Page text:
An advertisement carried in appellant's newspaper led to his conviction for a violation of a Virginia statute that made it a misdemeanor, by the sale or circulation of any publication, to encourage or prompt the procuring of an abortion. The issue here is whether the editor-appellant's First Amendment rights were unconstitutionally abridged by the statute. The First Amendment, of course, is applicable to the States through the Fourteenth Amendment. Schneider v. State, 308 U. S. 147, 160 (1939).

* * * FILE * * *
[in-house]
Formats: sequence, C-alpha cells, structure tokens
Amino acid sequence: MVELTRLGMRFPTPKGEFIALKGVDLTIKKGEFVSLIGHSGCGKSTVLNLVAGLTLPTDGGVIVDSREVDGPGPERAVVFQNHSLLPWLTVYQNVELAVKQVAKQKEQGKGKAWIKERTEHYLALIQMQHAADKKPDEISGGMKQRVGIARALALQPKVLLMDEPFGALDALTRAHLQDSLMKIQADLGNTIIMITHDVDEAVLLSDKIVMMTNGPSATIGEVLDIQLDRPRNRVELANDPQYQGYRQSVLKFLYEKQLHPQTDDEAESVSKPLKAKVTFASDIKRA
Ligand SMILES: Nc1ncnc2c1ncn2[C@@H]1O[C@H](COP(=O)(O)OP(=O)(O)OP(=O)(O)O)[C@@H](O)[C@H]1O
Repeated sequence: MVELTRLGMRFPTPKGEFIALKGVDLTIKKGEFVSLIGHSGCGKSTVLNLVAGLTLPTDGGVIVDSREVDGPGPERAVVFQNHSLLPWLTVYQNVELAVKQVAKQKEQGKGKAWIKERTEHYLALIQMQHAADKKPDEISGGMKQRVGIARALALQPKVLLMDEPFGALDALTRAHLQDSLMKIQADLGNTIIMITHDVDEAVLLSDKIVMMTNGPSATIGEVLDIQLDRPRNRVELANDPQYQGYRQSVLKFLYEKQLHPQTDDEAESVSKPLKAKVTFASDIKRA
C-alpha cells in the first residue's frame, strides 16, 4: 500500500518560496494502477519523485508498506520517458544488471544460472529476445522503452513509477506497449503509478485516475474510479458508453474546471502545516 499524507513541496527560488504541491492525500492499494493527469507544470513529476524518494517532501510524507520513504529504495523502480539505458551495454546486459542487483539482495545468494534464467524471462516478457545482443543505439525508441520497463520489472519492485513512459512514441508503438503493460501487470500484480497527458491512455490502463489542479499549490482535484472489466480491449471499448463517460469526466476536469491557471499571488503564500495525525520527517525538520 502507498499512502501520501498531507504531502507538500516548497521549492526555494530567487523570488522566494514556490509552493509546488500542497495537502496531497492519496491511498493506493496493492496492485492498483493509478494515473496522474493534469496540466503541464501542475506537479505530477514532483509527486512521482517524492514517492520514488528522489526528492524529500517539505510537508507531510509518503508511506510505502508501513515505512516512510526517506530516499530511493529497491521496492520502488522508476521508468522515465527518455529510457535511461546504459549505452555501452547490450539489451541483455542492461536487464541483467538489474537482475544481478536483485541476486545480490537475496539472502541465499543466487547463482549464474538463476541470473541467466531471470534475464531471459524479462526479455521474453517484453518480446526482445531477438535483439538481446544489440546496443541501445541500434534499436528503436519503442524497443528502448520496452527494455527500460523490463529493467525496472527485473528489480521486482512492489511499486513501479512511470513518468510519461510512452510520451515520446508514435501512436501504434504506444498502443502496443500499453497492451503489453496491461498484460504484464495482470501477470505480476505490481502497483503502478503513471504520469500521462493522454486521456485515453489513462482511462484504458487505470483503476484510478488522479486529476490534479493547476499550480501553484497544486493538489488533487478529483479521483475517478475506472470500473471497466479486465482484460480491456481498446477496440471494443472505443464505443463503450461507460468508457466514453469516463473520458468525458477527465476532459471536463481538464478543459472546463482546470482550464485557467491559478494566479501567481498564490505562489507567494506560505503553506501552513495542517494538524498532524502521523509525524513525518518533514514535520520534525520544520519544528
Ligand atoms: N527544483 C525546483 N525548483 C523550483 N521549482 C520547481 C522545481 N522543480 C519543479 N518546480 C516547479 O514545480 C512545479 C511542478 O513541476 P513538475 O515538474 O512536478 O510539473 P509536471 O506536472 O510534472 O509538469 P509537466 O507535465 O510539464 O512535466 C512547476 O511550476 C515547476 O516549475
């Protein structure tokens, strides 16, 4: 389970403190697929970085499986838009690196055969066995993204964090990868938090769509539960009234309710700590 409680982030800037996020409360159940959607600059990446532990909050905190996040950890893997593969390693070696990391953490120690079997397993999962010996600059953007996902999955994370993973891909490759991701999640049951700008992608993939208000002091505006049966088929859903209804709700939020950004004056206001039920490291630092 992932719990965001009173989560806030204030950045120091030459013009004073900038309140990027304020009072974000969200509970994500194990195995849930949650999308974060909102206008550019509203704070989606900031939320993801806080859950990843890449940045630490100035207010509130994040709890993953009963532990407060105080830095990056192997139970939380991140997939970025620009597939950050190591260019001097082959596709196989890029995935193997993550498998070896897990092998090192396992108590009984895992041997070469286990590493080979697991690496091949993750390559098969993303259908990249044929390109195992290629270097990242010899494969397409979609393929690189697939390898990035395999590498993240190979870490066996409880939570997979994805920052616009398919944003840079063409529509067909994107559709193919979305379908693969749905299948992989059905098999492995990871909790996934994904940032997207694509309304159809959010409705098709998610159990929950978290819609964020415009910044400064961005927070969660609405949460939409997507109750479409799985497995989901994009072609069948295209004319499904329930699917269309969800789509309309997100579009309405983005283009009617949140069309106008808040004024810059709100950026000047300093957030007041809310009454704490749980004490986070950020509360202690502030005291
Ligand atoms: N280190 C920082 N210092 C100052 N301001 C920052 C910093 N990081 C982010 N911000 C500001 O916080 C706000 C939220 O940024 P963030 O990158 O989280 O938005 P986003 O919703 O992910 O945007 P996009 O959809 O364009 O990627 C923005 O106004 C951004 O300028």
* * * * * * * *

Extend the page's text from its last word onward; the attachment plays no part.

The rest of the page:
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Petitioners, seeking to form a local chapter of Students for a Democratic Society (SDS) at a state-supported college, were denied recognition as a campus organization. Recognition would have entitled petitioners to use campus facilities for meetings and to use of the campus bulletin board and school newspaper. The college president denied recognition because he was not satisfied that petitioners' group was independent of the National SDS, which he concluded has a philosophy of disruption and violence in conflict with the college's declaration of student rights. Petitioners thereupon brought this action for declaratory and injunctive relief. The District Court first ordered a further administrative hearing, after which the president reaffirmed his prior decision. Approving the president's judgment, the District Court held that petitioners had failed to show that they could function free from the National SDS and that the college's refusal to approve the group, which the court found "likely to cause violent acts of disruption," did not violate petitioners' associational rights. The Court of Appeals, purporting not to reach the First Amendment issues, affirmed on the ground that petitioners had failed to avail themselves of the due process accorded to them and to meet their burden of complying with the prevailing standards for recognition.

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